The Denmark Festival of Voice features performances and workshops in a range of venues, both heritage and contemporary, all within a gentle stroll of each other in the heart of the beautiful Denmark village. Parking is available near or adjacent to all venues and all have wheelchair access.
Festival Hub | Civic Centre | St Leonard’s Church | Mrs Jones Café/Old Butter Factory Studios & Festival Club | RSL Hall | Denmark Hotel | Tea House Books | The Artshouse| Luscious Organic café | Chilli, Lime, Salt café | Bamboo Hut food stall
The Festival Hub is one of your first stops when you get to Denmark. You need to go to the Festival Hub to exchange your email confirmation for tickets and/or wristbands for the events.
Centrally situated between the Civic Centre, St Leonard’s Church and the RSL Hall, the Festival Hub is in Strickland Street next to Chilli Lime Salt in Denmark. The Hub comprises the Festival Office, Box Office, wristband collection, lost and found, and Festival enquiries.
Hub opening hours will be posted here in May 2017
Please leave plenty of time when collecting your tickets and/or wristbands from the Festival Hub. There may be queues during the peak periods (Friday night and Saturday morning) and we don’t want anyone missing out or being late for performances.
Denmark Civic Centre
Strickland St (entry from Price St)
This is where it’s all happening folks! The Denmark Civic Centre is the main concert venue and also hosts some of the larger workshops. Musicians’ equipment lockup and public toilets can be found here too.^
St Leonard’s Anglican Church
Cnr Strickland & Mitchell Sts
St Leonard’s is an intimate concert and workshop venue, boasting a beautiful ambience and great acoustics.
Built in 1899 as the Mission Church, St Leo’s has been central to community life ever since. It was Denmark’s first church and is now the town’s oldest remaining building. Built in a company timber town in the heyday of milling, the church was constructed of local karri on land donated by the mill. The interior’s Baltic pine lining and unusual Gothic arch are said to reflect the influence of Norwegian mill workers in Denmark at the time of construction. In 1905 the church was closed when the sawmills shut down and Denmark’s population declined, but it reopened in 1909, and in 1914 was renamed St Leonard’s. After the cemetery was opened in Denmark (about 1910), the interior was turned around and the entrance placed away from the street to accommodate funeral processions. In 1978 timber struts were placed on the building to keep it upright after Cyclone Alby lifted it off its stumps. They have been retained for their historical value.^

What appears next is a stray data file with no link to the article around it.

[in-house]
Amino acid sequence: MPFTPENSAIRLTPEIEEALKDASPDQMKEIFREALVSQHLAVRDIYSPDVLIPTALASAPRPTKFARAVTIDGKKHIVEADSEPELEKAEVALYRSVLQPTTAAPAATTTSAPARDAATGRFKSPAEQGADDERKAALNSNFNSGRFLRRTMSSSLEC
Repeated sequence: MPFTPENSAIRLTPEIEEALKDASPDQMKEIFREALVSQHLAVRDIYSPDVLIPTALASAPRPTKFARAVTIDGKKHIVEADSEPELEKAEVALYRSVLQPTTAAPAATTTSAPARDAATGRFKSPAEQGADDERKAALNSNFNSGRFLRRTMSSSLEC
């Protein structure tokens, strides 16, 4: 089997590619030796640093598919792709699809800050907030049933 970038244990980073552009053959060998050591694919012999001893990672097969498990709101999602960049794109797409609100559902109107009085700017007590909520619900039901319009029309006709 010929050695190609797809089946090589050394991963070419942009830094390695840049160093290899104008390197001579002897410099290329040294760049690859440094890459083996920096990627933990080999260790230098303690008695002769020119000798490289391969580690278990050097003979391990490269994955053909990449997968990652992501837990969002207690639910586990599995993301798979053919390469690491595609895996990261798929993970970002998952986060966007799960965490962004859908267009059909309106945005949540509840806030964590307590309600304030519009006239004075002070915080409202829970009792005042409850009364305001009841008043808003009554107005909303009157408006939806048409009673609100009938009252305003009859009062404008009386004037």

Mrs Jones Café, Butter Factory Studios and the Festival Club
Festival Club & Festival Café
Mt Shadforth Rd
During the day Mrs Jones cafe hosts the Festival Café , a key focus of the Festival Fringe. It opens from 7am – 7:30pm for breakfast, lunch, dinner, coffee; fully licensed, featuring modern Australian cuisine with a focus on fresh local produce.
The Cafe presents local and visiting performers. Entry is free. For full details of artists performing at the Cafe, refer to the program.
Butter Factory Studios and Festival Club
The downstairs gallery space, which is home to the Butter Factory Artists’ Collective will host Festival events, art exhibitions and the late night Festival Club.